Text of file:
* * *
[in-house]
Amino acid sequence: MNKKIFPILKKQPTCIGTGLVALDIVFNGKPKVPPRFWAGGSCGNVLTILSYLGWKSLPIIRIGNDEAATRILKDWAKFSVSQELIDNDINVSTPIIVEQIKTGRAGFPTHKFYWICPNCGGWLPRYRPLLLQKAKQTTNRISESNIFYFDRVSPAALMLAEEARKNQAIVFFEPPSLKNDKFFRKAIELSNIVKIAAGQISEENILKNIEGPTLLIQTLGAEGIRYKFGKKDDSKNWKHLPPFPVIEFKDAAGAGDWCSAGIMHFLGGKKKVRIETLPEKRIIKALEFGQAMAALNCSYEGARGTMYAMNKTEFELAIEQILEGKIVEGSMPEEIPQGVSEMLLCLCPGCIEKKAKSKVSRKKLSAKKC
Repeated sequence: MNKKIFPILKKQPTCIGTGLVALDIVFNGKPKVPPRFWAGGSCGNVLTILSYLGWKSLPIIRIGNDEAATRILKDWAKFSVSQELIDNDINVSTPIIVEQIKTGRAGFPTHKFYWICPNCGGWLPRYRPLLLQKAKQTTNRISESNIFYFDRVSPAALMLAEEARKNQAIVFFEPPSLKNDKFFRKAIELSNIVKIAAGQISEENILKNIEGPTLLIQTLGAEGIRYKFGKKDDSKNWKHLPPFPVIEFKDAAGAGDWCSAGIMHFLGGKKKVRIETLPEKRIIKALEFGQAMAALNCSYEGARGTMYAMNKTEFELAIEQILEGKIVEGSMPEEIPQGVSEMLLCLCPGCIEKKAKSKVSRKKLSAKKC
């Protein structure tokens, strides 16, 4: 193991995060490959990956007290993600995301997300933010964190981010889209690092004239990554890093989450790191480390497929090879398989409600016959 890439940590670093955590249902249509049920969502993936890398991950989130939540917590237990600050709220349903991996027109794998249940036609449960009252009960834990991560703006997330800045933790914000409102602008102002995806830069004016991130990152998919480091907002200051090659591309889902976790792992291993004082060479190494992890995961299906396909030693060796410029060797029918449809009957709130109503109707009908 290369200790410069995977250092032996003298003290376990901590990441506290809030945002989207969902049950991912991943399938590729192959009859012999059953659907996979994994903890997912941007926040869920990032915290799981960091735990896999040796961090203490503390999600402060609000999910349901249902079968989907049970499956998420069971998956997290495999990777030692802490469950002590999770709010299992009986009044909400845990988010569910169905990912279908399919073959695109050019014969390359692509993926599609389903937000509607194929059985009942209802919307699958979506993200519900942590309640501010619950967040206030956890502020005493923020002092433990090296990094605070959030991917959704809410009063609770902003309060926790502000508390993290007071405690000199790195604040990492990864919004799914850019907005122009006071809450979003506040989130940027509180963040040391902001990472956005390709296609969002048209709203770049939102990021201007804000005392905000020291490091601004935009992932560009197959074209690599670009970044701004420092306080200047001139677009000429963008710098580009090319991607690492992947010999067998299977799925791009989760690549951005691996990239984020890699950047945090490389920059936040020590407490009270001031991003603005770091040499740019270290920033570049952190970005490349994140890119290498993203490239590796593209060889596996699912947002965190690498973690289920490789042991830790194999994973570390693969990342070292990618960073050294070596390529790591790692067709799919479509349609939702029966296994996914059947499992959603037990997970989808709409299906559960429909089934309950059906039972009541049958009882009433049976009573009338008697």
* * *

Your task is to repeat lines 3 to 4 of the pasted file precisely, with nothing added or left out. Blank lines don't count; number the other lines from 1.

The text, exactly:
Repeated sequence: MNKKIFPILKKQPTCIGTGLVALDIVFNGKPKVPPRFWAGGSCGNVLTILSYLGWKSLPIIRIGNDEAATRILKDWAKFSVSQELIDNDINVSTPIIVEQIKTGRAGFPTHKFYWICPNCGGWLPRYRPLLLQKAKQTTNRISESNIFYFDRVSPAALMLAEEARKNQAIVFFEPPSLKNDKFFRKAIELSNIVKIAAGQISEENILKNIEGPTLLIQTLGAEGIRYKFGKKDDSKNWKHLPPFPVIEFKDAAGAGDWCSAGIMHFLGGKKKVRIETLPEKRIIKALEFGQAMAALNCSYEGARGTMYAMNKTEFELAIEQILEGKIVEGSMPEEIPQGVSEMLLCLCPGCIEKKAKSKVSRKKLSAKKC
């Protein structure tokens, strides 16, 4: 193991995060490959990956007290993600995301997300933010964190981010889209690092004239990554890093989450790191480390497929090879398989409600016959 890439940590670093955590249902249509049920969502993936890398991950989130939540917590237990600050709220349903991996027109794998249940036609449960009252009960834990991560703006997330800045933790914000409102602008102002995806830069004016991130990152998919480091907002200051090659591309889902976790792992291993004082060479190494992890995961299906396909030693060796410029060797029918449809009957709130109503109707009908 290369200790410069995977250092032996003298003290376990901590990441506290809030945002989207969902049950991912991943399938590729192959009859012999059953659907996979994994903890997912941007926040869920990032915290799981960091735990896999040796961090203490503390999600402060609000999910349901249902079968989907049970499956998420069971998956997290495999990777030692802490469950002590999770709010299992009986009044909400845990988010569910169905990912279908399919073959695109050019014969390359692509993926599609389903937000509607194929059985009942209802919307699958979506993200519900942590309640501010619950967040206030956890502020005493923020002092433990090296990094605070959030991917959704809410009063609770902003309060926790502000508390993290007071405690000199790195604040990492990864919004799914850019907005122009006071809450979003506040989130940027509180963040040391902001990472956005390709296609969002048209709203770049939102990021201007804000005392905000020291490091601004935009992932560009197959074209690599670009970044701004420092306080200047001139677009000429963008710098580009090319991607690492992947010999067998299977799925791009989760690549951005691996990239984020890699950047945090490389920059936040020590407490009270001031991003603005770091040499740019270290920033570049952190970005490349994140890119290498993203490239590796593209060889596996699912947002965190690498973690289920490789042991830790194999994973570390693969990342070292990618960073050294070596390529790591790692067709799919479509349609939702029966296994996914059947499992959603037990997970989808709409299906559960429909089934309950059906039972009541049958009882009433049976009573009338008697």